After 100 years or so in business, meat wholesalers PR Duff Ltd adopted the brand name MACDUFF. That was 2001. There was nothing clannish, Aberdonian or remotely Shakespearian about this. It was simply a combination of two of the directors’ names: Bill Macallum and Rory Duff. It’s as straightforward as that. And MACDUFF is a straightforward concern – it supplies top-notch beef and lamb, sourced from quality assured farms, to some of the best butchers and caterers in the UK. Having said that, the history of this fourth generation family business is peppered with entrepreneurship and innovation that justify the tagline ‘always leading the field’.
There’s a large painting in the MACDUFF boardroom in Wishaw of a drover or rustler leading a herd of cattle along a rough, whin-strewn Lowland path. “That was us, back then,” says Rory Duff, a twinkle in his eye. Drover or rustler he won’t say. It’s a wind-up of course. Come the Victorian era, the Duffs were fleshers (or butchers) in Blairgowrie. Before then was the ‘mists of time’ and open to speculation and fancy. Five, six, or seven generations in the trade is significant enough lineage.
What we do know is that in 1890 the young Peter Duff started buying cattle at the Chicago Auction Market and shipping them back live to Glasgow. This was in the days before refrigeration. In Britain at that time the only meat available during the winter months was salted. So Peter Duff brought fresh beef to the teeming, booming city of tea and tobacco barons, adding some cheer to winter diets. Records tell that he crossed the Atlantic seventeen times in one year. He was certainly dedicated. Like a drover, he even travelled alongside his beasts to make sure they were properly looked after.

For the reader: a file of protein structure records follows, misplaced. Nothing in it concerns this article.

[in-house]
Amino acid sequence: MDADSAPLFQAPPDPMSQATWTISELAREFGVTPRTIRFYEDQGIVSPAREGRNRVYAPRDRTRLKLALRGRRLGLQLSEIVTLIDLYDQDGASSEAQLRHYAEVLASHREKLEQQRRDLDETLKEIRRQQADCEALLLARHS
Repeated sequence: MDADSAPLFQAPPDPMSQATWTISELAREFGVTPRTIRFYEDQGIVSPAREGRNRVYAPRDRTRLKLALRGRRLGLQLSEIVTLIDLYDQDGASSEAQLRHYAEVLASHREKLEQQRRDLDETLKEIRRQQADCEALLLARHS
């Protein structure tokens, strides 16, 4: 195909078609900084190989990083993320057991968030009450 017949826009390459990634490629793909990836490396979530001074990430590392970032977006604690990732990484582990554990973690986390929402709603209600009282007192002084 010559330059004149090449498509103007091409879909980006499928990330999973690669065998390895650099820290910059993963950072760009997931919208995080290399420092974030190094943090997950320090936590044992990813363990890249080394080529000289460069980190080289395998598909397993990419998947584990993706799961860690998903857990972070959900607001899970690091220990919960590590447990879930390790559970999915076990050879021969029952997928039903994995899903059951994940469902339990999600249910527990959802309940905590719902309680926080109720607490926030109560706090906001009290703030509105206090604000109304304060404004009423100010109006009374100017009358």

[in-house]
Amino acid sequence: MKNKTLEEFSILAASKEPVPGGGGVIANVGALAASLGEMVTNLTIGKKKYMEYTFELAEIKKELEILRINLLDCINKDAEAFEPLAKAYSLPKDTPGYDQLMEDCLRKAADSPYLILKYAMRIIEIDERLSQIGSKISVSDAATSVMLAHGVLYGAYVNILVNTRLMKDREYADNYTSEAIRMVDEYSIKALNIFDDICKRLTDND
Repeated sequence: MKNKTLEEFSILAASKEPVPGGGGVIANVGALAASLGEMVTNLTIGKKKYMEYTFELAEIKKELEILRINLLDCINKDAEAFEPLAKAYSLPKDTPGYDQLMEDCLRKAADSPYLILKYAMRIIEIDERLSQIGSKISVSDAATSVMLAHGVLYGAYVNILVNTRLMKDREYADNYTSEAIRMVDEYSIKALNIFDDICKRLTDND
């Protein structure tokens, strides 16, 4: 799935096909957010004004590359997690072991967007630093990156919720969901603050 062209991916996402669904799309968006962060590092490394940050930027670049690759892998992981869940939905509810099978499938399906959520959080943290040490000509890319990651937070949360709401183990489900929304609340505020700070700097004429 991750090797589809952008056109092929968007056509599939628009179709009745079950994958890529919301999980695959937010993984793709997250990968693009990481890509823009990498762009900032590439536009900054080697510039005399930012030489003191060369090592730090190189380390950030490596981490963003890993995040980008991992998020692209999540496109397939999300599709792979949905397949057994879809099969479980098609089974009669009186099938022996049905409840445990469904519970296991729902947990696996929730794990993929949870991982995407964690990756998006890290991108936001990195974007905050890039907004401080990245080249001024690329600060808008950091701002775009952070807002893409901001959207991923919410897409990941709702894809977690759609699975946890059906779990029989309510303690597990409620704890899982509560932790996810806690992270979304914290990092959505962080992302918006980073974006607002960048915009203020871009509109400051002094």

Peter continued to trade cattle at his meat stance in the Glasgow Market on Duke Street until 1935. His son Laurie then took over at the helm, trading in Duke Street in the aptly named Scotch Corner. Laurie led the company through the hard years of rationing. A tough and determined character – exemplified by his being a former Scottish, British and Irish Lions international rugby player – certainly helped. And throughout his tenure he tirelessly visited the cattle markets across Scotland to supply the local Glasgow market. In the days before supermarkets there were dozens and dozens of butchers’ shops in Glasgow – one a street almost – and there was no question that everyone ‘eat local’. According to Rory, “those old butchers’ shops are fast food outlets now.”
Rory Duff joined the company in 1976 and was instrumental in moving operations to the current location in Wishaw in 1992 as a response to the phasing-out of the Glasgow meat market. Rory then expanded the range of the business, supplying top quality Scottish beef and lamb into England and continental Europe. A spanner in the works came when BSE hit in 1996 but Rory steered the company through those difficult times and has since concentrated on developing the English and particularly the London market. Such has been his success there that he has been granted Freedom of the City and is a Liveryman of London. A regular judge at carcase and live shows (like The Royal Highland Show) Rory has been much lauded by the industry. He was Deacon of the Incorporation of Fleshers in 2000, was a Trustee of The Royal Smithfield Club (and supplied Buckingham Palace for a while) and successfully took MACDUFF into the Q Guild of Butchers in 2000. The Guild has a select corporate membership of which we are one and 140 butcher retailer members, all of whom have to be inspected and verified. 2000 was a golden year for Rory, for that same year he inaugurated what became known as the MACDUFF Producer Group. This has proved to be an inspired supply chain initiative encouraging famers and butchers to work more closely together.
Andrew, great grandson of ‘Chicago’ Peter, joined MACDUFF full time in the summer of 2015 having completed an MBA at Anglia Ruskin University, Cambridge. Much of his MBA focused on the meat industry. With a move back to the High Street and high quality butchers’ shops opening again all over the UK, Andrew’s mission is to take MACDUFF into the 21st Century linking the ‘The Rolls Royce of Scottish Beef’ with the connectivity of the Internet and social media. “There’s a growing demand in the UK for a well-sourced, quality top-end product that people are willing to pay a bit extra for.” Andrew wants to increase output from 60-80 carcasses a week to closer to 100. But crucially he wants to keep MACDUFF operating as a small family-run firm where personal service and knowing who’s who remains ‘king’.
Always leading the field? Definitely. Lead on MACDUFF.